Memory care facilities in Garden Grove CA are a community that caters to the needs of patients suffering from Alzheimer’s. However, there are a lot of things about this illness that you don’t know. So here are some common misconceptions about Alzheimer’s
Myth 1: Mom remembers things easily hence she can’t be diagnosed with Alzheimer’s
The first thing that Alzheimer’s disease affects is the recent memories or newly learned information. Past memories may still linger despite the fact that the individual has Alzheimer’s. The past memories don’t just disappear at the early stages of the illness. The effects begin to take shape in the middle stages of the disease. That’s why someone recently diagnosed can remember things that happened in the past without stress.
Plus, individuals with Alzheimer’s have both good and bad days, sometimes appearing to function in a “back to normal” way for short periods. More so, Alzheimer’s patients don’t let go of specific social skills until the disease becomes critical.
Myth 2: You can’t escape Alzheimer’s if you live long enough
Alzheimer’s affects individuals in different forms. Most people will begin to experience changes in behavior as the disease progresses. Many people believe that Alzheimer’s is inevitable unless of course, one does not age. The fact is virtually everyone forgets things occasionally as they age. However, only a few develop cognitive impairment including judgment, memory and eventually personality and behavior – this is what Alzheimer’s entails. Millions of people age gracefully without even experiencing Alzheimer’s. While some people experience a relative little decline in cognitive abilities in their 70s and above.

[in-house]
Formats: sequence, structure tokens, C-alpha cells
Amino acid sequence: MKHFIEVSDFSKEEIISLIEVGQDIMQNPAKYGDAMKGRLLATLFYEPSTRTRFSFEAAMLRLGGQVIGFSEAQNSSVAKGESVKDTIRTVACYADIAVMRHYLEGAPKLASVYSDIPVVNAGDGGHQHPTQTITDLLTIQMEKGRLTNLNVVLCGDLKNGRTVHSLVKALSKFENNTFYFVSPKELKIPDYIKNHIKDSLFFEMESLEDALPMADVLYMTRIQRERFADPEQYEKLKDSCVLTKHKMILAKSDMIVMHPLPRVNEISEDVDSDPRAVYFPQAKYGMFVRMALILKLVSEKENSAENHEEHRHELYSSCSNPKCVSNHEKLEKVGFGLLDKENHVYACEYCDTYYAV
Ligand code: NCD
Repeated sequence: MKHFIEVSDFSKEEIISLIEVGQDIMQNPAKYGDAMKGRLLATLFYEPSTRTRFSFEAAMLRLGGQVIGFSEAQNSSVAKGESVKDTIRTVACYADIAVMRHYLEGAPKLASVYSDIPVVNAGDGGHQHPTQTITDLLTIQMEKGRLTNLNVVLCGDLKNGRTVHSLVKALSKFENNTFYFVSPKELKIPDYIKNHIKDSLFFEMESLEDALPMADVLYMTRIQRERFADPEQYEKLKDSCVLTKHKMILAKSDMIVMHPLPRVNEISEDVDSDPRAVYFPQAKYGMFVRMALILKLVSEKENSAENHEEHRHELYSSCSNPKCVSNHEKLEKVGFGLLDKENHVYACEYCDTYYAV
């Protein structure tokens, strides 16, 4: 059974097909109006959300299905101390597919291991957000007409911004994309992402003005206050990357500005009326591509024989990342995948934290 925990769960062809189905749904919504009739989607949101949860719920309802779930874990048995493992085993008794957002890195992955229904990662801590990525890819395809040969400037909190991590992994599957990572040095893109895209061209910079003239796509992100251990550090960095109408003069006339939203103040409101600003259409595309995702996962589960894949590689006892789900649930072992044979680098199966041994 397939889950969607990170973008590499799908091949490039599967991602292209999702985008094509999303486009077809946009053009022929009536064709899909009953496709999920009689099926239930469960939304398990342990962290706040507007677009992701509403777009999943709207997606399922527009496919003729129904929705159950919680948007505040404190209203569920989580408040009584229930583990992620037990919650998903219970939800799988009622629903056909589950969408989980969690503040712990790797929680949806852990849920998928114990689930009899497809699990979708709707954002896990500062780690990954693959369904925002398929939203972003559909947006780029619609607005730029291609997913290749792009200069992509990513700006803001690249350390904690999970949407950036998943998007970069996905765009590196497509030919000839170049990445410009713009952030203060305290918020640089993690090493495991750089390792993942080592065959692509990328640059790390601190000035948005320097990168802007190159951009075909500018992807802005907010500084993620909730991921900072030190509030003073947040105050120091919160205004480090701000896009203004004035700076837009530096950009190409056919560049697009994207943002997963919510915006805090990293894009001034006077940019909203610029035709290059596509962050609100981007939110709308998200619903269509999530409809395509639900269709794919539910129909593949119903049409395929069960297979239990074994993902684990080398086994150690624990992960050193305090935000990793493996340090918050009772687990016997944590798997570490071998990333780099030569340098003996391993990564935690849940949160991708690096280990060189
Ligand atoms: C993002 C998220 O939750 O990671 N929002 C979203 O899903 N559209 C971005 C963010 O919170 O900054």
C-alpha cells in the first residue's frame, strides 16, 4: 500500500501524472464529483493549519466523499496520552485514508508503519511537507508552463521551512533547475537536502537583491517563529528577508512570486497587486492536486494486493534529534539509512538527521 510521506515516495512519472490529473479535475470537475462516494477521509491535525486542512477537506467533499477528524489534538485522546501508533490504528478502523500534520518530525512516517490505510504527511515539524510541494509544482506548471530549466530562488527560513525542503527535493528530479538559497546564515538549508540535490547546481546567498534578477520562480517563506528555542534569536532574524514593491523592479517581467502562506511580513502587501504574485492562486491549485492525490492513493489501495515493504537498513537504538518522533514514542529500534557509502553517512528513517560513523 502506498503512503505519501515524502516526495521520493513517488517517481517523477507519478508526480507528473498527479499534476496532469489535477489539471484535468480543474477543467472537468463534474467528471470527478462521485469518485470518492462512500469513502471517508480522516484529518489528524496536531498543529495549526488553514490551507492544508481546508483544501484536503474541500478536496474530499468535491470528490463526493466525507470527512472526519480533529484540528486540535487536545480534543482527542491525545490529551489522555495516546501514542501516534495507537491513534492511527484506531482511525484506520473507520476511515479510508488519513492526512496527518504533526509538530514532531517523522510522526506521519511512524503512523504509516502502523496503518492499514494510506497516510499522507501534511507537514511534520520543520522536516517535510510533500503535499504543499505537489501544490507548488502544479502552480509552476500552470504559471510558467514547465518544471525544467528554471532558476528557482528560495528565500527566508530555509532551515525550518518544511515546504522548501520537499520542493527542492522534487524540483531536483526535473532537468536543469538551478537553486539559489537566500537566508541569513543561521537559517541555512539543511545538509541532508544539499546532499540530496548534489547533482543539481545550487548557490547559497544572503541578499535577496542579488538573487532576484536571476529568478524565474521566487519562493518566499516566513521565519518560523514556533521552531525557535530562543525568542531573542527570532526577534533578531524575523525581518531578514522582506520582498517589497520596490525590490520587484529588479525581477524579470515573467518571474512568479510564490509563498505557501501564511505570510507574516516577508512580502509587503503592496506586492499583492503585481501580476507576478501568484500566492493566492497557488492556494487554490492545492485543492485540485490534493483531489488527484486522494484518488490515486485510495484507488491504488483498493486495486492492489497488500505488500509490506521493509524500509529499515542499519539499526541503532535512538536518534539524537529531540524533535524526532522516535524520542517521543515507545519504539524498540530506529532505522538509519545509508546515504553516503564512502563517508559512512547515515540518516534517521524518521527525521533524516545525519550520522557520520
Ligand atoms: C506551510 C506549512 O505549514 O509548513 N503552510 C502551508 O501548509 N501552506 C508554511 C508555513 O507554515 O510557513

Myth 3: Alzheimer’s only affects the elderly
No doubt, Alzheimer’s is a common disease among people aged 65 and above. But a particularly rare form of the disease, early-onset Alzheimer’s, can affect adults in their 30s. People in their 50s also get their own fair share of the disease. Early-onset Alzheimer’s disease affects about 10% of individuals suffering from Alzheimer’s in the US.
Myth 4: People who have Alzheimer’s know of their symptoms
For those in the early stages of the disease or other cognitive forms of dementia are aware of the fact that something is definitely wrong. But it’s difficult for them to decipher that they are suffering from Alzheimer’s disease. Most people with the disease know for sure that they have shortcomings in their mental abilities or that they find familiar task becoming impossible to accomplish.
Depending on their level of awareness and attitude towards correction, people with Alzheimer’s may take corrections when they make a mistake due to their failing mental health. On the contrary, self-awareness can lead to some negative effects. They get angry, stress and avoid social gatherings.
Myth 5: Alzheimer’s disease is hereditary
Many people think so long as their parents or siblings have Alzheimer’s then they are likely to get affected. This is totally untrue. However, if the disease is inherent in your familial link, then it increases your risk slightly.